Of beasts and beauty : gender, race, and identity in Colombia /
by Michael Edward Stanfield.
1st edition.
Austin : University of Texas Press, [2013], c2013
x, 280 p.
0292745583 (cloth : alk. paper), 9780292745582 (cloth : alk. paper)
More Details
Austin : University of Texas Press, [2013], c2013
0292745583 (cloth : alk. paper)
9780292745582 (cloth : alk. paper)
contents note
"La mujer reina pero no gobierna," 1845-1885 -- Bicycle race, 1885-1914 -- Apparent modernity, 1914-1929 -- Liberal beauty, 1930-1948 -- Exclusive beasts, 1948-1958 -- From Miss Universe to the anti-reina, 1958-1968 -- Static government, social evolution, 1968-1979 -- Pulchritude, the palacio, and power, 1979-1985.
catalogue key
Includes bibliographical references and index.
A Look Inside
Review Quotes
A fresh and uniquely insightful interpretation of Colombian culture and nationalism that . . . represents a major breakthrough in the acknowledgment of Colombia’s important place among Latin American nations.
To find out how to look for other reviews, please see our guides to finding book reviews in the Sciences or Social Sciences and Humanities.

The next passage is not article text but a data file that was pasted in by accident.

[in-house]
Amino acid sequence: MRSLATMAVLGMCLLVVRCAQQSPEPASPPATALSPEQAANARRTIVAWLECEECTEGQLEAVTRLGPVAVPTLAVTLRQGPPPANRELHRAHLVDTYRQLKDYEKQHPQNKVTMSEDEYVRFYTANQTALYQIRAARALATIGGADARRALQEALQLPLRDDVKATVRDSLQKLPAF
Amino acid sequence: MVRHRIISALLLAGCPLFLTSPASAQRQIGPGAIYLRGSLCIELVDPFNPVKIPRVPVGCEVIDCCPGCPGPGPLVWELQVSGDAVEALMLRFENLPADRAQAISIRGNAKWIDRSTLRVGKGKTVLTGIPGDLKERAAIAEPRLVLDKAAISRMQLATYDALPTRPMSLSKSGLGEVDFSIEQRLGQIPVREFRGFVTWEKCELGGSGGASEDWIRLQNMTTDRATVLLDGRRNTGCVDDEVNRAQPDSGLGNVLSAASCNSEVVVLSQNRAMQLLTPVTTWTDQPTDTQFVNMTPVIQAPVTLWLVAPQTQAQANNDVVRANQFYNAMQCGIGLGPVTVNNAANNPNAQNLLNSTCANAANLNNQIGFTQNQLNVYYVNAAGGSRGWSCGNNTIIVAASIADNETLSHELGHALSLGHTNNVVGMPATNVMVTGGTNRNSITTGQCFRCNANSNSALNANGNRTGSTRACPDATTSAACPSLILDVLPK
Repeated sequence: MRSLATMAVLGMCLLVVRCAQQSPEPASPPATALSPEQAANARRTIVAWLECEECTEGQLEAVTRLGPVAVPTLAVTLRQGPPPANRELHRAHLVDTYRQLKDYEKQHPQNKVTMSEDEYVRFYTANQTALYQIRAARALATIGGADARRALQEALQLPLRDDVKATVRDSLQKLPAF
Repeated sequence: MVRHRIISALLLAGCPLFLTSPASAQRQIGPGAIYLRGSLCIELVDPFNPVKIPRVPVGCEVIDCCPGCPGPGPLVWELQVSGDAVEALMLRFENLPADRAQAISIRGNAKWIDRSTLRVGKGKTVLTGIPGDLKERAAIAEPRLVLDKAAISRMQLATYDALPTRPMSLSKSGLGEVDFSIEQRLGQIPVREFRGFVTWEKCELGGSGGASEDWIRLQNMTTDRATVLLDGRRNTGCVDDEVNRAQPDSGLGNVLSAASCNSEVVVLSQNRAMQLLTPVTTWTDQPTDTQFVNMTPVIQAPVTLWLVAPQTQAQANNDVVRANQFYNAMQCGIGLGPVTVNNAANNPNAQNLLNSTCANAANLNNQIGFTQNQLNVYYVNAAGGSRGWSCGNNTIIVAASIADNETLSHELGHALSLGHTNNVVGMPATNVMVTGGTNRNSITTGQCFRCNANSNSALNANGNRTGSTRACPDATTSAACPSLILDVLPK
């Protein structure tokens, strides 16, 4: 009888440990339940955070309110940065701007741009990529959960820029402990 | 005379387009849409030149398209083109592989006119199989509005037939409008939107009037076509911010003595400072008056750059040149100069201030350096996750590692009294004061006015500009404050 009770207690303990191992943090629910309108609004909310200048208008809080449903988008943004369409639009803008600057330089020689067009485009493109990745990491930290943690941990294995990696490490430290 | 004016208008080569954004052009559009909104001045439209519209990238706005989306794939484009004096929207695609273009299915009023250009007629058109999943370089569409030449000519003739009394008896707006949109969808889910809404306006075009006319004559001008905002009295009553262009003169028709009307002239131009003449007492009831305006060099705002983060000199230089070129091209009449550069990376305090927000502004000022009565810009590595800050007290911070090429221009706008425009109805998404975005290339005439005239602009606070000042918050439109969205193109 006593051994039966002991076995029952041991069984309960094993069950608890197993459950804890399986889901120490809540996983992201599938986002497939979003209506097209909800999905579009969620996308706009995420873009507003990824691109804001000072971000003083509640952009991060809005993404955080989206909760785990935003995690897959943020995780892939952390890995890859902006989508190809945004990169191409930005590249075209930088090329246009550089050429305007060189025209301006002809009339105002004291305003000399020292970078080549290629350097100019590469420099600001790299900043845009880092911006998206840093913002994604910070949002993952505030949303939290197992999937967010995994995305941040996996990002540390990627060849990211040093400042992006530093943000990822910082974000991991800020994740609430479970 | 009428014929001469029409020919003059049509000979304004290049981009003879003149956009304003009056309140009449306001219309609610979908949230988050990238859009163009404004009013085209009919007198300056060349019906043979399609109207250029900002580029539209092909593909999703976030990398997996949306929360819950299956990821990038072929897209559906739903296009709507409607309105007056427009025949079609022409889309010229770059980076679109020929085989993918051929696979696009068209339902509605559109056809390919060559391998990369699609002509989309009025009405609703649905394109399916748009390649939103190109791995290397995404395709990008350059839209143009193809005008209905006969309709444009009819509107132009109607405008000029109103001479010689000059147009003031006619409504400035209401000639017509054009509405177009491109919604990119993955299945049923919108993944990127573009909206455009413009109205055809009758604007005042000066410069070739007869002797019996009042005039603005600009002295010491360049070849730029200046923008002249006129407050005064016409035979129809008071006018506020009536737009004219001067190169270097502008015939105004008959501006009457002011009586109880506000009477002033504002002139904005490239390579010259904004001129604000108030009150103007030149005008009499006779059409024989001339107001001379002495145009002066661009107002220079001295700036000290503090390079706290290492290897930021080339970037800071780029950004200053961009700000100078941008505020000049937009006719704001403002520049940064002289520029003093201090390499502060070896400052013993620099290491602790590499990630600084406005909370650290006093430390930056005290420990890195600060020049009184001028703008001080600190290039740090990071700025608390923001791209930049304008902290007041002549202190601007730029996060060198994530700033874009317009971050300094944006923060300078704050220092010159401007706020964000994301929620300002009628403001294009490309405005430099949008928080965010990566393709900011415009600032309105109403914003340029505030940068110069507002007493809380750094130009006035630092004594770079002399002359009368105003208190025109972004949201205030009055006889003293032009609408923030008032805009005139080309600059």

Main Description
All societies around the world and through time value beauty highly. Tracing the evolutions of the Colombian standards of beauty since 1845, Michael Edward Stanfield explores their significance to and symbiotic relationship with violence and inequality in the country. Arguing that beauty holds not only social power but also economic and political power, he positions it as a pacific and inclusive influence in a country “ripped apart by violence, private armies, seizures of land, and abuse of governmental authority, one hoping that female beauty could save it from the ravages of the male beast.” One specific means of obscuring those harsh realities is the beauty pageant, of which Colombia has over 300 per year. Stanfield investigates the ways in which these pageants reveal the effects of European modernity and notions of ethnicity on Colombian women, and how beauty for Colombians has become an external representation of order and morality that can counter the pathological effects of violence, inequality, and exclusion in their country.

This information is provided by a service that aggregates data from review sources and other sources that are often consulted by libraries, and readers. The University does not edit this information and merely includes it as a convenience for users. It does not warrant that reviews are accurate. As with any review users should approach reviews critically and where deemed necessary should consult multiple review sources. Any concerns or questions about particular reviews should be directed to the reviewer and/or publisher.

  link to old catalogue

Report a problem